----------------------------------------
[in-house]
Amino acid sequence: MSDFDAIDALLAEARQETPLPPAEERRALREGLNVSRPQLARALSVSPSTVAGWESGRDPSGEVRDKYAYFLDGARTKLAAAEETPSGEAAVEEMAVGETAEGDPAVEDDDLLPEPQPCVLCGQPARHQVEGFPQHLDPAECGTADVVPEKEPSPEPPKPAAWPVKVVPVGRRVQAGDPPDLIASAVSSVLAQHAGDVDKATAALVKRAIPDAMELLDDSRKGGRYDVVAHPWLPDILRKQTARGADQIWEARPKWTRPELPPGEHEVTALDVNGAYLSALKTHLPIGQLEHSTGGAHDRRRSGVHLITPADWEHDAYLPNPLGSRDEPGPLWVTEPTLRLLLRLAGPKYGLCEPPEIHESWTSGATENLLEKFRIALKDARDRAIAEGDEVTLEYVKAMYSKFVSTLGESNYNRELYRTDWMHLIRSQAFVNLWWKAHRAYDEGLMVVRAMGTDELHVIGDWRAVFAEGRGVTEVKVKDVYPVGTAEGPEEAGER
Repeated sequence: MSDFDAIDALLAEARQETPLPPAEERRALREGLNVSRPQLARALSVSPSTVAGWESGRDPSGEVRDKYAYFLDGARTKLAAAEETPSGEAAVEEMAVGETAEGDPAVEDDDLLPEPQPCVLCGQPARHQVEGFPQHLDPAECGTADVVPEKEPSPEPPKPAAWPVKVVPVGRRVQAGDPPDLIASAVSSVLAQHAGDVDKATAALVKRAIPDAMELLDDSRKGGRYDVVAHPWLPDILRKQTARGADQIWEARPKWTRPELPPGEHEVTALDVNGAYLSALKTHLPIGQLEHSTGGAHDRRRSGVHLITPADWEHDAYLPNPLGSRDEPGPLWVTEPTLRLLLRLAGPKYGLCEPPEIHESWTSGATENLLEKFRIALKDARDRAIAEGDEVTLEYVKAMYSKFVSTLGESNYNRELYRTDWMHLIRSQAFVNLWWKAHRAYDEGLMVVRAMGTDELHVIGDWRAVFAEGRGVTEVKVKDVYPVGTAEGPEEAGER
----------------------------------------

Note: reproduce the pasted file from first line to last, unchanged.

[in-house]
Amino acid sequence: MSDFDAIDALLAEARQETPLPPAEERRALREGLNVSRPQLARALSVSPSTVAGWESGRDPSGEVRDKYAYFLDGARTKLAAAEETPSGEAAVEEMAVGETAEGDPAVEDDDLLPEPQPCVLCGQPARHQVEGFPQHLDPAECGTADVVPEKEPSPEPPKPAAWPVKVVPVGRRVQAGDPPDLIASAVSSVLAQHAGDVDKATAALVKRAIPDAMELLDDSRKGGRYDVVAHPWLPDILRKQTARGADQIWEARPKWTRPELPPGEHEVTALDVNGAYLSALKTHLPIGQLEHSTGGAHDRRRSGVHLITPADWEHDAYLPNPLGSRDEPGPLWVTEPTLRLLLRLAGPKYGLCEPPEIHESWTSGATENLLEKFRIALKDARDRAIAEGDEVTLEYVKAMYSKFVSTLGESNYNRELYRTDWMHLIRSQAFVNLWWKAHRAYDEGLMVVRAMGTDELHVIGDWRAVFAEGRGVTEVKVKDVYPVGTAEGPEEAGER
Repeated sequence: MSDFDAIDALLAEARQETPLPPAEERRALREGLNVSRPQLARALSVSPSTVAGWESGRDPSGEVRDKYAYFLDGARTKLAAAEETPSGEAAVEEMAVGETAEGDPAVEDDDLLPEPQPCVLCGQPARHQVEGFPQHLDPAECGTADVVPEKEPSPEPPKPAAWPVKVVPVGRRVQAGDPPDLIASAVSSVLAQHAGDVDKATAALVKRAIPDAMELLDDSRKGGRYDVVAHPWLPDILRKQTARGADQIWEARPKWTRPELPPGEHEVTALDVNGAYLSALKTHLPIGQLEHSTGGAHDRRRSGVHLITPADWEHDAYLPNPLGSRDEPGPLWVTEPTLRLLLRLAGPKYGLCEPPEIHESWTSGATENLLEKFRIALKDARDRAIAEGDEVTLEYVKAMYSKFVSTLGESNYNRELYRTDWMHLIRSQAFVNLWWKAHRAYDEGLMVVRAMGTDELHVIGDWRAVFAEGRGVTEVKVKDVYPVGTAEGPEEAGER